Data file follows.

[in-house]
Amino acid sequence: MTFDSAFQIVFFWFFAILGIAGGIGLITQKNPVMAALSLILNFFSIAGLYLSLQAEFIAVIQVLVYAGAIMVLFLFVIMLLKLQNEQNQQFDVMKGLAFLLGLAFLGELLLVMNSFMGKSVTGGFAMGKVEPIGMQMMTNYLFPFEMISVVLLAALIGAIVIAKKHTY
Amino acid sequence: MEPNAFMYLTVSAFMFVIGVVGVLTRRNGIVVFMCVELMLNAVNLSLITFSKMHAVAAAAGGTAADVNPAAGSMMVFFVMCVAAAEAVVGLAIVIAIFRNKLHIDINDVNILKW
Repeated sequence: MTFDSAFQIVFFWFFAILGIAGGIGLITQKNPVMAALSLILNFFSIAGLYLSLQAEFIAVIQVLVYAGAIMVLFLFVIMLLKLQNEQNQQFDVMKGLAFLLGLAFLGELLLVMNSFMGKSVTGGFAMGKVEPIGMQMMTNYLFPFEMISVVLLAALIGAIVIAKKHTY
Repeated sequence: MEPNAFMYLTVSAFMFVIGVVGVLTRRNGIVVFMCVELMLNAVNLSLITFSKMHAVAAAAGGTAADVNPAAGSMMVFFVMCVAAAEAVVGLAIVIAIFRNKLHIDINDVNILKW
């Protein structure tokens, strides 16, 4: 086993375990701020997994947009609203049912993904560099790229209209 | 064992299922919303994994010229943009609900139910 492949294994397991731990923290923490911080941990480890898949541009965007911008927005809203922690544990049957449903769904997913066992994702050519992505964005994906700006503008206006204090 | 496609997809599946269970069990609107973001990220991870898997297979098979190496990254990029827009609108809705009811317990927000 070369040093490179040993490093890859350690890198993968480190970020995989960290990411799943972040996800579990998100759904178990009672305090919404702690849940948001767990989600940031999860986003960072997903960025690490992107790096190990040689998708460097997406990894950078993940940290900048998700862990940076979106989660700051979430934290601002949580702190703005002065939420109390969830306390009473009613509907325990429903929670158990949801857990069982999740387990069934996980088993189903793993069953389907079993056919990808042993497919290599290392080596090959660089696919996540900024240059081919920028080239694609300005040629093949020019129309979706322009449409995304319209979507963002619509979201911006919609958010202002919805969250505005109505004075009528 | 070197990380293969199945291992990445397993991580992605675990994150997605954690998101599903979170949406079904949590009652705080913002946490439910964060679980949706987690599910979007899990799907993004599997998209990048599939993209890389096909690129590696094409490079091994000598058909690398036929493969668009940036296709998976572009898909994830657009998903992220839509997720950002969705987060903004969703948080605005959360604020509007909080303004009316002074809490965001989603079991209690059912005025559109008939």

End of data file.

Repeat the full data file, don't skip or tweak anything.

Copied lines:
[in-house]
Amino acid sequence: MTFDSAFQIVFFWFFAILGIAGGIGLITQKNPVMAALSLILNFFSIAGLYLSLQAEFIAVIQVLVYAGAIMVLFLFVIMLLKLQNEQNQQFDVMKGLAFLLGLAFLGELLLVMNSFMGKSVTGGFAMGKVEPIGMQMMTNYLFPFEMISVVLLAALIGAIVIAKKHTY
Amino acid sequence: MEPNAFMYLTVSAFMFVIGVVGVLTRRNGIVVFMCVELMLNAVNLSLITFSKMHAVAAAAGGTAADVNPAAGSMMVFFVMCVAAAEAVVGLAIVIAIFRNKLHIDINDVNILKW
Repeated sequence: MTFDSAFQIVFFWFFAILGIAGGIGLITQKNPVMAALSLILNFFSIAGLYLSLQAEFIAVIQVLVYAGAIMVLFLFVIMLLKLQNEQNQQFDVMKGLAFLLGLAFLGELLLVMNSFMGKSVTGGFAMGKVEPIGMQMMTNYLFPFEMISVVLLAALIGAIVIAKKHTY
Repeated sequence: MEPNAFMYLTVSAFMFVIGVVGVLTRRNGIVVFMCVELMLNAVNLSLITFSKMHAVAAAAGGTAADVNPAAGSMMVFFVMCVAAAEAVVGLAIVIAIFRNKLHIDINDVNILKW
């Protein structure tokens, strides 16, 4: 086993375990701020997994947009609203049912993904560099790229209209 | 064992299922919303994994010229943009609900139910 492949294994397991731990923290923490911080941990480890898949541009965007911008927005809203922690544990049957449903769904997913066992994702050519992505964005994906700006503008206006204090 | 496609997809599946269970069990609107973001990220991870898997297979098979190496990254990029827009609108809705009811317990927000 070369040093490179040993490093890859350690890198993968480190970020995989960290990411799943972040996800579990998100759904178990009672305090919404702690849940948001767990989600940031999860986003960072997903960025690490992107790096190990040689998708460097997406990894950078993940940290900048998700862990940076979106989660700051979430934290601002949580702190703005002065939420109390969830306390009473009613509907325990429903929670158990949801857990069982999740387990069934996980088993189903793993069953389907079993056919990808042993497919290599290392080596090959660089696919996540900024240059081919920028080239694609300005040629093949020019129309979706322009449409995304319209979507963002619509979201911006919609958010202002919805969250505005109505004075009528 | 070197990380293969199945291992990445397993991580992605675990994150997605954690998101599903979170949406079904949590009652705080913002946490439910964060679980949706987690599910979007899990799907993004599997998209990048599939993209890389096909690129590696094409490079091994000598058909690398036929493969668009940036296709998976572009898909994830657009998903992220839509997720950002969705987060903004969703948080605005959360604020509007909080303004009316002074809490965001989603079991209690059912005025559109008939």